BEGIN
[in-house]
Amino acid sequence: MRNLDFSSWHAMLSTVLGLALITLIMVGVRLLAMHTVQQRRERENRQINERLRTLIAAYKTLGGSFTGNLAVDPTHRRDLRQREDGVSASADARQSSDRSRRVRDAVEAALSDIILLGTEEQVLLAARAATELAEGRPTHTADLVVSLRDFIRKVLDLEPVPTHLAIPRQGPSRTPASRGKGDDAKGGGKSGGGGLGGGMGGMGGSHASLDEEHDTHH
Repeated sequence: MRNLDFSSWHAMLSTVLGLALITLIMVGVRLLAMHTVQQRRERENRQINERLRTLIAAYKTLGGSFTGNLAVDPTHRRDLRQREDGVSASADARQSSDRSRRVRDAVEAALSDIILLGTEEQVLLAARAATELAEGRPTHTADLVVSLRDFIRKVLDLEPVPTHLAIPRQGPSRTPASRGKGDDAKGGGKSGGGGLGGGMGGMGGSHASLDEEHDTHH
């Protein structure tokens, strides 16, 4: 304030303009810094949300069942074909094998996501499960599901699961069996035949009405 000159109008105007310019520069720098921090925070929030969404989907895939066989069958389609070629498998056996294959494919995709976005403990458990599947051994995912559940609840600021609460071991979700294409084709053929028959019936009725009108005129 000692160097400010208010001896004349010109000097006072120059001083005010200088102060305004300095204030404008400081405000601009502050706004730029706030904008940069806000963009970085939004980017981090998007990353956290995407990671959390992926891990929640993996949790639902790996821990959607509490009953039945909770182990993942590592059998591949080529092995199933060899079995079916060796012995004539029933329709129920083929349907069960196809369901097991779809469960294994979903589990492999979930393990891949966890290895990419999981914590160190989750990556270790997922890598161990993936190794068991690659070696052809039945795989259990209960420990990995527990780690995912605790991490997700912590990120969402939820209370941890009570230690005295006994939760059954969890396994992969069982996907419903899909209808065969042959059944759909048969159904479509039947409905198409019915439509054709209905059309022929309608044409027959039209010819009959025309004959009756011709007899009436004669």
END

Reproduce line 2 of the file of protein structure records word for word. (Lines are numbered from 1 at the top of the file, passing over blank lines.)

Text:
Amino acid sequence: MRNLDFSSWHAMLSTVLGLALITLIMVGVRLLAMHTVQQRRERENRQINERLRTLIAAYKTLGGSFTGNLAVDPTHRRDLRQREDGVSASADARQSSDRSRRVRDAVEAALSDIILLGTEEQVLLAARAATELAEGRPTHTADLVVSLRDFIRKVLDLEPVPTHLAIPRQGPSRTPASRGKGDDAKGGGKSGGGGLGGGMGGMGGSHASLDEEHDTHH